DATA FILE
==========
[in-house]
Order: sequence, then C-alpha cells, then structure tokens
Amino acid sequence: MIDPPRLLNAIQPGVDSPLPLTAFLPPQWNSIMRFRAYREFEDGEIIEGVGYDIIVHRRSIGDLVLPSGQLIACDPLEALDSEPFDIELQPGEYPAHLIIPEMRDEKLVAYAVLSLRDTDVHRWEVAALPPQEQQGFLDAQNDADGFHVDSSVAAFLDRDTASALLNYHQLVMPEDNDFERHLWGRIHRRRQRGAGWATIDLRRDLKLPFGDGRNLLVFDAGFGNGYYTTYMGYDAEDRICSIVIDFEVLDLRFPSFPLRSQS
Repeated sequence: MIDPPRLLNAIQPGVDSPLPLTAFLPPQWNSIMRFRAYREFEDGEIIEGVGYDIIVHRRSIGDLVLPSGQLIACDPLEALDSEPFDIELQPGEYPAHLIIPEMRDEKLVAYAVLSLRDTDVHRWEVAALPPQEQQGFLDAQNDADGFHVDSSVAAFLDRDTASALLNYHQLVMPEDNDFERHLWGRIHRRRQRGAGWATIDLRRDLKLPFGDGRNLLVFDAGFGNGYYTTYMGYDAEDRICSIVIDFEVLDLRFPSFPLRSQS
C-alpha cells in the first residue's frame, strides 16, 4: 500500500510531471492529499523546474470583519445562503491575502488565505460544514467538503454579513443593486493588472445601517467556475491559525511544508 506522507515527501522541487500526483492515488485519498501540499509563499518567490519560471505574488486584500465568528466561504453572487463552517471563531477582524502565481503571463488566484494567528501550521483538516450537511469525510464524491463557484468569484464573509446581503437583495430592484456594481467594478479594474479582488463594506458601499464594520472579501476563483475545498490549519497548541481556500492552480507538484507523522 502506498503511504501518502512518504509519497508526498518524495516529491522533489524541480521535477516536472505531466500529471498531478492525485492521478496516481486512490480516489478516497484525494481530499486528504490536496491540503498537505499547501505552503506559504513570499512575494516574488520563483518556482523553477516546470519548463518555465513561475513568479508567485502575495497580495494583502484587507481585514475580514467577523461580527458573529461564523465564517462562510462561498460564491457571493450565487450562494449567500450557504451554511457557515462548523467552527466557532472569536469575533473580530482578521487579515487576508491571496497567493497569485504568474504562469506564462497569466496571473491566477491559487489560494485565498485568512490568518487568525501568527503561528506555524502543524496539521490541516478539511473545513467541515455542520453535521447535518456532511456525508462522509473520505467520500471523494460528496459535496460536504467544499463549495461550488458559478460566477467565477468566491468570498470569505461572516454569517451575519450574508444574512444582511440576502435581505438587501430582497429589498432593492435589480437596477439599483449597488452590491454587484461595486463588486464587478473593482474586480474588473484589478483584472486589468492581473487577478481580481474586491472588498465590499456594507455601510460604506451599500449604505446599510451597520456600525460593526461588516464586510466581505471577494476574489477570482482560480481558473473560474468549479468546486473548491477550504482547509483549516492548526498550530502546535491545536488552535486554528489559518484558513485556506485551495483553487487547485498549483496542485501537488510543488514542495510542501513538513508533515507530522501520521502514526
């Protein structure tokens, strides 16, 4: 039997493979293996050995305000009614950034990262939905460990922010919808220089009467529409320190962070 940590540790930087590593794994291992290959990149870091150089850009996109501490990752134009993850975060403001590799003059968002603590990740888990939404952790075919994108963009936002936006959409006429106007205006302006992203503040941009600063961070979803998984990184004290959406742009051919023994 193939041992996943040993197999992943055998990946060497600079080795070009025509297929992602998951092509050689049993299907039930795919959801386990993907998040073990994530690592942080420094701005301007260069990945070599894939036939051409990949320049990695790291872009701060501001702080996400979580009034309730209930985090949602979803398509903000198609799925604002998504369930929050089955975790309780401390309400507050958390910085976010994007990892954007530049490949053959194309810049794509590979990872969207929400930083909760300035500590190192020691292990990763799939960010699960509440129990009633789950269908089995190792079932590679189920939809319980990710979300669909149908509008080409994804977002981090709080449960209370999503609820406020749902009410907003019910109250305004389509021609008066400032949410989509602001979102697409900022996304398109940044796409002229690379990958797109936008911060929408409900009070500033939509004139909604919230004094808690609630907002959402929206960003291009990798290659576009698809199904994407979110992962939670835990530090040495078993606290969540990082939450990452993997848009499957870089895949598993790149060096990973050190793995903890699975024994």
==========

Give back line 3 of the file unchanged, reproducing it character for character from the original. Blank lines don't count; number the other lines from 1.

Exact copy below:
Amino acid sequence: MIDPPRLLNAIQPGVDSPLPLTAFLPPQWNSIMRFRAYREFEDGEIIEGVGYDIIVHRRSIGDLVLPSGQLIACDPLEALDSEPFDIELQPGEYPAHLIIPEMRDEKLVAYAVLSLRDTDVHRWEVAALPPQEQQGFLDAQNDADGFHVDSSVAAFLDRDTASALLNYHQLVMPEDNDFERHLWGRIHRRRQRGAGWATIDLRRDLKLPFGDGRNLLVFDAGFGNGYYTTYMGYDAEDRICSIVIDFEVLDLRFPSFPLRSQS